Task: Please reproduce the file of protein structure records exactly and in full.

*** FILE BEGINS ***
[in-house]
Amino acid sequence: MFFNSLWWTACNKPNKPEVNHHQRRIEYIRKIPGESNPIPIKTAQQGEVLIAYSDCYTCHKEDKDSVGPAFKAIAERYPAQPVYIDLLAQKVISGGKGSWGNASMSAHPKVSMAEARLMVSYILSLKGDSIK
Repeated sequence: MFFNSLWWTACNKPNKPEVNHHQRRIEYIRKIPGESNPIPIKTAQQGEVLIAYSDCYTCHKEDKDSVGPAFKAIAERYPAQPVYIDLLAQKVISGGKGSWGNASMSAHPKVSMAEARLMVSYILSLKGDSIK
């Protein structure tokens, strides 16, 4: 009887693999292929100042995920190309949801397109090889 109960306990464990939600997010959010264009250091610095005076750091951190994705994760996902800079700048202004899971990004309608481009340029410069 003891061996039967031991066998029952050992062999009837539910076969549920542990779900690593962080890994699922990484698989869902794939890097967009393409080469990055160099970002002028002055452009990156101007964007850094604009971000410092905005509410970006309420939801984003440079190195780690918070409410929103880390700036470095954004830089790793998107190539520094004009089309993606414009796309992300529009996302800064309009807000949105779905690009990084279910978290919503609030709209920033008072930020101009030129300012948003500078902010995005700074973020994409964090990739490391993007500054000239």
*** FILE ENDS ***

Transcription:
[in-house]
Amino acid sequence: MFFNSLWWTACNKPNKPEVNHHQRRIEYIRKIPGESNPIPIKTAQQGEVLIAYSDCYTCHKEDKDSVGPAFKAIAERYPAQPVYIDLLAQKVISGGKGSWGNASMSAHPKVSMAEARLMVSYILSLKGDSIK
Repeated sequence: MFFNSLWWTACNKPNKPEVNHHQRRIEYIRKIPGESNPIPIKTAQQGEVLIAYSDCYTCHKEDKDSVGPAFKAIAERYPAQPVYIDLLAQKVISGGKGSWGNASMSAHPKVSMAEARLMVSYILSLKGDSIK
């Protein structure tokens, strides 16, 4: 009887693999292929100042995920190309949801397109090889 109960306990464990939600997010959010264009250091610095005076750091951190994705994760996902800079700048202004899971990004309608481009340029410069 003891061996039967031991066998029952050992062999009837539910076969549920542990779900690593962080890994699922990484698989869902794939890097967009393409080469990055160099970002002028002055452009990156101007964007850094604009971000410092905005509410970006309420939801984003440079190195780690918070409410929103880390700036470095954004830089790793998107190539520094004009089309993606414009796309992300529009996302800064309009807000949105779905690009990084279910978290919503609030709209920033008072930020101009030129300012948003500078902010995005700074973020994409964090990739490391993007500054000239």